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martes, 28 de agosto de 2012
FDA Hepatitis Update - Viread labeling updates expand pediatric indication and add 240 week data
The Viread label was recently updated to include dosing information for the treatment of chronic hepatitis B infection in patients 12 years of age and older, and to add 240 week data in adults to the package insert.
The following revisions were made with respect to the pediatric information:
Section 2 Dosage and Administration was revised, stating the recommended dose for the treatment of chronic hepatitis B in pediatric patients 12 years of age and older (35 kg or more) is 300 mg once daily taken orally without regard to food. In addition this section states the safety and efficacy in pediatric patients with chronic hepatitis B weighing less than 35 kg and in patients younger than 12 years of age have not been established.
Section 5.6 Decreases in Bone Mineral Density was updated with the following text:
In a clinical trial (Study 115) conducted in pediatric subjects 12 to less than 18 years of age with chronic hepatitis B infection, both the VIREAD and placebo treatment arms experienced an overall increase in mean lumbar spine BMD (bone mineral density) over 72 weeks, as expected for an adolescent population. The BMD gains from baseline to Week 72 in lumbar spine and total body BMD in VIREAD-treated subjects (+5% and +3%, respectively) were less than the BMD gains observed in placebo-treated subjects (+8% and +5%, respectively). Three subjects in the VIREAD group and two subjects in the placebo group had significant (greater than 4%) lumbar spine BMD loss at Week 72. At baseline, mean BMD Z-scores in subjects randomized to VIREAD were −0.43 for lumbar spine and −0.20 for total body, and mean BMD Z-scores in subjects randomized to placebo were −0.28 for lumbar spine and −0.26 for total body. In subjects receiving VIREAD for 72 weeks, the mean change in BMD Z-score was −0.05 for lumbar spine and −0.15 for total body compared to +0.07 and +0.06, respectively, in subjects receiving placebo. As observed in pediatric studies of HIV-infected patients, skeletal growth (height) appeared to be unaffected.
Section 6.1 Adverse Reactions from Clinical Trials Experience was updated as follows:
Clinical Trials in Pediatric Subjects 12 Years of Age and Older with Chronic Hepatitis B
Assessment of adverse reactions is based on one randomized study (Study GS‑US‑174‑0115) in 106 pediatric subjects (12 to less than 18 years of age) infected with chronic hepatitis B receiving treatment with VIREAD (N = 52) or placebo (N = 54) for 72 weeks. The adverse reactions observed in pediatric subjects who received treatment with VIREAD were consistent with those observed in clinical trials of VIREAD in adults.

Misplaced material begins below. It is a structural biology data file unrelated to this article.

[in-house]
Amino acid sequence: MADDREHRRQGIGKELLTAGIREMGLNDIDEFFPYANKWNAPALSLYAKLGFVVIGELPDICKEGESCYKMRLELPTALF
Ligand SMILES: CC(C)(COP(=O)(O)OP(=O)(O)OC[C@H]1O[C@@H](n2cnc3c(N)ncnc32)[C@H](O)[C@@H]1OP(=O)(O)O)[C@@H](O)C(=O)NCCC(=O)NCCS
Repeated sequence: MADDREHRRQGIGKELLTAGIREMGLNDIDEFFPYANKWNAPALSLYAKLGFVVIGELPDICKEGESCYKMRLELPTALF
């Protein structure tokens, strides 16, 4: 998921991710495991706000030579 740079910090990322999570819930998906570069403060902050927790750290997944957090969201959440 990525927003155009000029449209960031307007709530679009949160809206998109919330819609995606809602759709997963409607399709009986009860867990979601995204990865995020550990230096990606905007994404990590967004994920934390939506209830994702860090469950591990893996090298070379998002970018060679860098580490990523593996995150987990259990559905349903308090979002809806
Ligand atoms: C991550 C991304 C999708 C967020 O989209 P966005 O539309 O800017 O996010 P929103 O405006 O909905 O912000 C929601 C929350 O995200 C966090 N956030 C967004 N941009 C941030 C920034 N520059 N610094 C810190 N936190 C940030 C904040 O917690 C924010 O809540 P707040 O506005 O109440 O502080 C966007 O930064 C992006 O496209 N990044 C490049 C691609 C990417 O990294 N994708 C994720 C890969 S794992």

The mean rate of bone mineral density gain was less in VIREAD-treated subjects compared to placebo.
The following text was added to Section 8.4 Pediatric Use: Pediatric Patients 12 Years of Age and Older with Chronic Hepatitis B
In Study 115, 106 HBeAg negative (9%) and positive (91%) subjects aged 12 to less than 18 years with chronic HBV infection were randomized to receive blinded treatment with VIREAD 300 mg (N = 52) or placebo (N = 54) for 72 weeks. At study entry, the mean HBV DNA was 8.1 log10 copies/mL and mean ALT was 101 U/L. Of 52 subjects treated with VIREAD, 20 subjects were nucleos(t)ide-naïve and 32 subjects were nucleos(t)ide-experienced. Thirty-one of the 32 nucleos(t)ide-experienced subjects had prior lamivudine experience. At Week 72, 88% (46/52) of subjects in the VIREAD group and 0% (0/54) of subjects in the placebo group had HBV DNA <400 31="31" 72="72" 74="74" abnormal="abnormal" alt="alt" among="among" and="and" anti-hbs="anti-hbs" at="at" baseline="baseline" compared="compared" copies="copies" during="during" experienced="experienced" first="first" group.="group." had="had" hbsag-loss="hbsag-loss" in="in" ml.="ml." nbsp="nbsp" normalized="normalized" of="of" one="one" p="p" participation.="participation." placebo="placebo" receiving="receiving" seroconversion="seroconversion" study="study" subject="subject" subjects="subjects" sustained="sustained" the="the" to="to" viread-treated="viread-treated" viread="viread" week="week" weeks="weeks" with="with">Safety and effectiveness of VIREAD in pediatric patients younger than 12 years of age or less than 35 kg with chronic hepatitis B have not been established.